Wouldn't the key part:
in response to completion of a task, modifying the task list during the interactive code development session to indicate that the task has been completed."
mean it doesn't apply?
Worst case, just put a US exclusionary clause in the release so US copyright law doesn't apply. At least Europe is ahead of the US in this and doesn't allow such trivial patents and considers them invalid by definition.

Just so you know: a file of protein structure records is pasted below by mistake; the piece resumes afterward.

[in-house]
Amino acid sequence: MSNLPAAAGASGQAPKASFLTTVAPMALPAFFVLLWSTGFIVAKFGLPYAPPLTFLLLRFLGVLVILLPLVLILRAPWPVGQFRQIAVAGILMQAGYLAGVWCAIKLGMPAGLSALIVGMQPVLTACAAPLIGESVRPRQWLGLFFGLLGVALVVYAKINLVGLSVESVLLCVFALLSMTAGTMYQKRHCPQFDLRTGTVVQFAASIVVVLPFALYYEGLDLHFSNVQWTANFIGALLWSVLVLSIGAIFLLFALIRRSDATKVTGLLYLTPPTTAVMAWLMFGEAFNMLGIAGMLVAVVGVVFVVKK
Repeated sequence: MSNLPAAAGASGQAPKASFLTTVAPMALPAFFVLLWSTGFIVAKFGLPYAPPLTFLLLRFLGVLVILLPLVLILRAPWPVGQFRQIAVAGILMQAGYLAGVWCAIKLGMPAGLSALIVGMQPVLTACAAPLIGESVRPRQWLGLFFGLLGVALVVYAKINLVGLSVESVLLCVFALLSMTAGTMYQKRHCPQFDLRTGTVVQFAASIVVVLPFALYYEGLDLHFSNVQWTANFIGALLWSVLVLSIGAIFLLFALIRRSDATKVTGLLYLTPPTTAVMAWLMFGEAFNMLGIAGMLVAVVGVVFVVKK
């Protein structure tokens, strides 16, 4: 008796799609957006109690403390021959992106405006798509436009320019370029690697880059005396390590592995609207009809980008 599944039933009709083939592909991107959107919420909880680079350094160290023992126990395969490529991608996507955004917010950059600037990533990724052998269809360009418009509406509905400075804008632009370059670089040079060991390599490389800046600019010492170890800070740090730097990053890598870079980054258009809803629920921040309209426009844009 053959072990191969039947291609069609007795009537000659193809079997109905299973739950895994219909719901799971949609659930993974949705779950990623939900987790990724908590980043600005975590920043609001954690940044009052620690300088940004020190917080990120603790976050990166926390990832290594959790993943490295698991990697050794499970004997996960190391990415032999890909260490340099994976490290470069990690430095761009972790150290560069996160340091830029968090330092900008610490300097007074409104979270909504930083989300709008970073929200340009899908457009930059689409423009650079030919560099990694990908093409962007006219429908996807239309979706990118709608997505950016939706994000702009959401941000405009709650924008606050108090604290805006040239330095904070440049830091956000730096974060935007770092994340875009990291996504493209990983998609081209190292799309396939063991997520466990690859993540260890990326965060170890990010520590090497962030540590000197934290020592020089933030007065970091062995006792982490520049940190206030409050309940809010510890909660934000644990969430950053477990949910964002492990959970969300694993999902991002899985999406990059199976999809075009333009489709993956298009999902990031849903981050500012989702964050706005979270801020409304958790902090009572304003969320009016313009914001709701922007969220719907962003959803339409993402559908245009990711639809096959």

Needless to say the number of cubes someone had, the more clout they had and it became a dick measuring contest.
There are VPs and distinguished engineers with 100s of cubes.
So no personal experience, but I definitely think it's pretty frivolous; I don't imagine its ever been tested in court. :)
 https://www.theinquirer.net/inquirer/news/1040068/microsoft-... from 2004
 https://www.geek.com/news/microsoft-granted-patent-covering-... from 2010